It is a long drive from Asheville to New York. 12 hours, perhaps more if you are driving in a rented cargo van with commercial plates from South Carolina and thus you get turned away from the Holland Tunnel as being possible terrorists even though both the occupants, road giddy, try to be as Southern dumbass as possible with the cops "Air yew shure, Offisah? We just come up from South Carolina to git us some art!" to no avail. It's long on the way back too, possibly longer, since Secaucus is completely under construction and makes no sense, and highway signs don't tell you how far it is to the McDonalds until you're already committed to the exit.
There are a lot of people in the world. As evening falls and you're somewhere in Pennsylvania that was briefly made famous by Bruce Springsteen and little cars who obviously know where they are and where they're going whizz by on their appointed rounds and the sun slowly sinks behind the whatever the hell that is on the right of the van, you may become homesick and disoriented and give way to a moment of maudlin speculation: to wit - wow. There sure are a lot of people in the world. Look at the lights in that little farmhouse. All those people have families and friends and they all have families and friends and genealogies and histories and it all just goes on and on while I must just drive on and on, alone on the road (okay, not alone, there's F, but we can safely ignore him for the nonce, he's entranced by Carlene Carter) like some figure out of Greek mythology except with the internal combustion engine already invented and all who's condemned to just drive on and on past the lit windows, alone, alone-oh! Don't go there.
Marianne Faithfull singing 1930s German cabaret songs may be the worst driving music in the entire world. The Carter family is good. Elvis Costello is better. Rock would be better yet. F knows many anecdotes on several different subjects. It is surprising how long a conversation about real, unreal and suspected computer bugs and viruses can go on when there is no computer there to look at. Truly surprising.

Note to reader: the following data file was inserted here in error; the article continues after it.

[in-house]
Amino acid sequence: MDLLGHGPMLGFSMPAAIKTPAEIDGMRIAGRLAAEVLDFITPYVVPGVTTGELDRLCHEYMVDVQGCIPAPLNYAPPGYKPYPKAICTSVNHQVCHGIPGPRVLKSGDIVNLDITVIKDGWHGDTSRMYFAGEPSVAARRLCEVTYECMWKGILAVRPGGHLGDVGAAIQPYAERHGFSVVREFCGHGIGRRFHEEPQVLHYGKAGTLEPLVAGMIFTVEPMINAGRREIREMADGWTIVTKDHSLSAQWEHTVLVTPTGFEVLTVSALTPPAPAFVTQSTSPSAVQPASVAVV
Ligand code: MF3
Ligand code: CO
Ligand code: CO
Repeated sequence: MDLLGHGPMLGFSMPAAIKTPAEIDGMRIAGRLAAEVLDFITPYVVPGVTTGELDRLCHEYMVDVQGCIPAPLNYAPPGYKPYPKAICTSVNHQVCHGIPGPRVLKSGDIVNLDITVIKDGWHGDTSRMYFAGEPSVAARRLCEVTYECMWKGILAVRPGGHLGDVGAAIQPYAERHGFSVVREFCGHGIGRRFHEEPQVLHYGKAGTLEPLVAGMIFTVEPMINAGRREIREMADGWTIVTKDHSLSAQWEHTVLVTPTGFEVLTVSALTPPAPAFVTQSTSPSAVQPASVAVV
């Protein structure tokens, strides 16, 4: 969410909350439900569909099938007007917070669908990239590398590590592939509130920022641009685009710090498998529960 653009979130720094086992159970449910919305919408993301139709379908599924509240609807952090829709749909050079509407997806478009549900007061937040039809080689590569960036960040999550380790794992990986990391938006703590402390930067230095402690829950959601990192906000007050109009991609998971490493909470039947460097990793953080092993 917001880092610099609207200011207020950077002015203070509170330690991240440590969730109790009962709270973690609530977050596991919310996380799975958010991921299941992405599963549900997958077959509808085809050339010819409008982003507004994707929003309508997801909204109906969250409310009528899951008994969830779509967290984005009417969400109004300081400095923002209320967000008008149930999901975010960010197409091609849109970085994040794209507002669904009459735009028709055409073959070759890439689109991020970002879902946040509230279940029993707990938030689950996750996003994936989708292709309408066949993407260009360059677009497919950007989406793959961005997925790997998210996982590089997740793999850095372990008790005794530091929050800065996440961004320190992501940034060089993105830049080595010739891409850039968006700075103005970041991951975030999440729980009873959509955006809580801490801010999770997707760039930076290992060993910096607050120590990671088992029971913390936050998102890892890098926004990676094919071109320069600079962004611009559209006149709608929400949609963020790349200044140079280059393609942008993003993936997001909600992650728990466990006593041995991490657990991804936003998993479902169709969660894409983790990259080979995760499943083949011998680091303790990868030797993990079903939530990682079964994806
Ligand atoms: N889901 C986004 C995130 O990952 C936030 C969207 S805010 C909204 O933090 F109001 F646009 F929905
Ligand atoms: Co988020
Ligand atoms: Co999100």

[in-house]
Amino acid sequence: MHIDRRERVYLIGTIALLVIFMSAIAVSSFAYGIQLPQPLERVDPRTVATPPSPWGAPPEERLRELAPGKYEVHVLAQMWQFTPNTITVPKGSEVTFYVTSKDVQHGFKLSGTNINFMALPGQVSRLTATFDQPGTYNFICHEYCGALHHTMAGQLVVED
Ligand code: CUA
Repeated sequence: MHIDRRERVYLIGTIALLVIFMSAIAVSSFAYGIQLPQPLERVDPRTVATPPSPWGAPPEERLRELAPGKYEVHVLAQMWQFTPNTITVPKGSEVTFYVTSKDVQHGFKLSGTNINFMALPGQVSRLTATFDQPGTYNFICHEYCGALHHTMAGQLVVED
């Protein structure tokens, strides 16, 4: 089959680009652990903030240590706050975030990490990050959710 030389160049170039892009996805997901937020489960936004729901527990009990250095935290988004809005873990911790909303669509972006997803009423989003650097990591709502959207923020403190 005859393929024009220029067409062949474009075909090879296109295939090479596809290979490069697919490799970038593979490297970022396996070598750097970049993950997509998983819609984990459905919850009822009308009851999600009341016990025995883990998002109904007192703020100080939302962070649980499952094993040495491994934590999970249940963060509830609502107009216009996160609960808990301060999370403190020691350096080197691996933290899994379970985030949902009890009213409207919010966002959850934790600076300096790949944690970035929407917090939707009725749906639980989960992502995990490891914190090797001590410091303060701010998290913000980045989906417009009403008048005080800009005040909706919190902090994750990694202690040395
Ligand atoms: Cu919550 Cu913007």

Buying new shoes for this trip and wearing them might not have been the smartest move you ever made. East Broadway doesn't seem to connect to Canal Street in any meaningful way. You haven't lived here in a long time and the Lower East Side is just not as funky as it used to be. Lower Broadway looks alarmingly like a suburban mall, but that's okay: you have an Old Navy card and they don't have one in Asheville yet anyway! Tra la! Ah, Asian junk. I looooooooooove me some Asian junk. Ooooh! Buy the shiny little things! You need Chinese soup spoons! You need cheap little Mary Jane slippers like you used to have in high school only these are all embroidered (probably by 5 year old political prisoners with bleeding fingers, don't think about that) and soooo cute. There aren't any galleries in Soho anymore. Nobody asked you to buy dope ("Smoke? Smoke coke? Rock?") in Washington Square. How things have changed! But Fanelli's is still crowded. And Canal Street has not changed at all. This is good. Canal Street must never change!